“Here comes the time for laughter and song…” The older children all remember the credits of “L’île aux enfants”, a flagship program for young people in the 1970s. His father, Christophe Izard, died this Sunday, says Pierre-Alek Beddiar, head of Osibo Productions, his latest production company. Aged 85, Christophe Izard “went peacefully home this morning in the Paris region,” he said.
The main character of “Children’s Island”, the orange dinosaur Casimir, marked the small screen, this “nice monster” going so far as to become a true inter-generational icon. After studying law, Christophe Izard, son of a renowned lawyer, began a journalistic career by chronicling the musical life of all of Paris.
Albert the fifth musketeer, it was him
In 1968, he joined the ORTF, the first public television channel, before creating, developing and producing “L’île aux enfants” in 1974. He not only wrote the first episodes, but also wrote the lyrics for the songs. , including the famous “Here comes the time, laughter and songs…”.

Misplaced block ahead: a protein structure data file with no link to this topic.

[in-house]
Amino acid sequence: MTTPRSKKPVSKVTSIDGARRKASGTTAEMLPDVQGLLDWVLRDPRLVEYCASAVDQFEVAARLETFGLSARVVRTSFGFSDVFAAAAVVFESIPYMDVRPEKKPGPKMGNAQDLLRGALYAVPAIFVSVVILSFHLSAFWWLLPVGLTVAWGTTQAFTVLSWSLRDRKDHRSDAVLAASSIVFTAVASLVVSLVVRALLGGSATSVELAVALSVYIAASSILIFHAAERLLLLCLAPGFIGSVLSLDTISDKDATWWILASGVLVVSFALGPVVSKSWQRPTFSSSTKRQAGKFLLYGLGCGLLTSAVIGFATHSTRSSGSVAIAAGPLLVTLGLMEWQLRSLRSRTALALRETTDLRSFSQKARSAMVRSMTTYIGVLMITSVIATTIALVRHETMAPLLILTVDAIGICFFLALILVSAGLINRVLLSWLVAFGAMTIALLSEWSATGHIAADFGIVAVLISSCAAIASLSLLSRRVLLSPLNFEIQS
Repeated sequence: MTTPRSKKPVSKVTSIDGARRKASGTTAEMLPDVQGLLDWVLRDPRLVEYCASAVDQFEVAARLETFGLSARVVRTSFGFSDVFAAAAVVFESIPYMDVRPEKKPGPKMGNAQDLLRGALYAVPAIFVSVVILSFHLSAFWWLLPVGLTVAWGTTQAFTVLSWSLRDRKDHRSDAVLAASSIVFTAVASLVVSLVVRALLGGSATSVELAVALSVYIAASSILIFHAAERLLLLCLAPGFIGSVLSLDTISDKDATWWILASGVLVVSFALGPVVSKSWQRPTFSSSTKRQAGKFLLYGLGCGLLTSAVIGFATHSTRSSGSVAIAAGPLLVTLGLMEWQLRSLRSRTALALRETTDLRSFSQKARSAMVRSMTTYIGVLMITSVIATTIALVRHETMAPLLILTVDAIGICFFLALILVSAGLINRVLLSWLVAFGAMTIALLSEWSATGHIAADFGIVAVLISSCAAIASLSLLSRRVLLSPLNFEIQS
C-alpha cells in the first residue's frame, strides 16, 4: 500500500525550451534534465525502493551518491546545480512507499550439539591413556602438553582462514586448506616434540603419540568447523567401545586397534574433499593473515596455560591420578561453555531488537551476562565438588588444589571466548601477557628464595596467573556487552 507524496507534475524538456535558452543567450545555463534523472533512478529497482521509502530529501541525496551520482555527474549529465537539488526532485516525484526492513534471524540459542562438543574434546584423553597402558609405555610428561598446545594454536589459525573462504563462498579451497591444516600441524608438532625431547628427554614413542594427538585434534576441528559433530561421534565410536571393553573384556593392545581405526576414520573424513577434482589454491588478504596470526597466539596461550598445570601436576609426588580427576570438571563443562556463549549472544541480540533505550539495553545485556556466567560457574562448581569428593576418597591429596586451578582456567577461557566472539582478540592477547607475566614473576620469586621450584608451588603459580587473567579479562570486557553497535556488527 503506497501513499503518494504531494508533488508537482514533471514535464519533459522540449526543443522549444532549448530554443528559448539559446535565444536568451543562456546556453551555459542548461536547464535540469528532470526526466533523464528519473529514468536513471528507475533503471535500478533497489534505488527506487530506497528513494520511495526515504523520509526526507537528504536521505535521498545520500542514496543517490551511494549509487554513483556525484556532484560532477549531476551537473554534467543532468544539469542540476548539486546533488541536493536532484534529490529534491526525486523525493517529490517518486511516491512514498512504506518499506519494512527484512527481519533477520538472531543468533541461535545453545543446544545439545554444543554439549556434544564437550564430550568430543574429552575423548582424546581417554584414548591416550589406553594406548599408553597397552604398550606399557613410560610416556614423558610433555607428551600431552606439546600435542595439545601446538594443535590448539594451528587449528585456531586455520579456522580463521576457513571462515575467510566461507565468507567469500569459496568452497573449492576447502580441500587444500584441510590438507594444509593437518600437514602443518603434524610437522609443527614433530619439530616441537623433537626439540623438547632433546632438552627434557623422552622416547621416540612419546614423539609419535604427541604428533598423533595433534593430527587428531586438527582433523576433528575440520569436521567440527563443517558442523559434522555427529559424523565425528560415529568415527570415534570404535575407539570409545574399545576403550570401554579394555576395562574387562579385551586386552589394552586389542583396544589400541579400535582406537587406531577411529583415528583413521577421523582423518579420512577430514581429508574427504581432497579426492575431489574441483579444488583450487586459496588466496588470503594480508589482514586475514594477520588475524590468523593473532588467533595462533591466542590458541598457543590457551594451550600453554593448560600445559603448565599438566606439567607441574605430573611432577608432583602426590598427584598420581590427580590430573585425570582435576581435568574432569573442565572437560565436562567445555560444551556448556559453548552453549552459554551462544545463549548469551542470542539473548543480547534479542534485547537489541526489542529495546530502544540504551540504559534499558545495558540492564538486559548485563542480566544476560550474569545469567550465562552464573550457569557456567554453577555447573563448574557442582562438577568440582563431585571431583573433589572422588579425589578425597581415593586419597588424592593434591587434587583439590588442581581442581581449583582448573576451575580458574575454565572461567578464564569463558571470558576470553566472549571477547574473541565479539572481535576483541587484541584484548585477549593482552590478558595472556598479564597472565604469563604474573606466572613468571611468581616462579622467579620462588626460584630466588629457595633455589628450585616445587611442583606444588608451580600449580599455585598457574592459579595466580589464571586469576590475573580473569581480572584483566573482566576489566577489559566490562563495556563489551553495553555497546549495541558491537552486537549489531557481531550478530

For almost 1000 episodes, “L’île aux enfants” enchanted the ORTF, France 3, then TF1, before stopping in 1982. Casimir’s favorite dish, gloubi-boulga – made with strawberry jam, mashed bananas, grated chocolate, “very strong” mustard and “raw but lukewarm sausage” – has entered common parlance, synonymous with “unappetizing mixture”.
As early as 1975, Christophe Izard also offered another program, “Les visitors du mardi”, which was aimed at all child age groups, with cartoons such as “Barbapapa” and series such as “Prince Noir”. To succeed “L’île aux enfants”, Christophe Izard will launch “The village in the clouds”, which will last until 1985 on TF1. In 1987, Christophe Izard was ousted from the newly privatized front page and joined Antenne 2. He then created the cartoon “Albert the Fifth Musketeer”.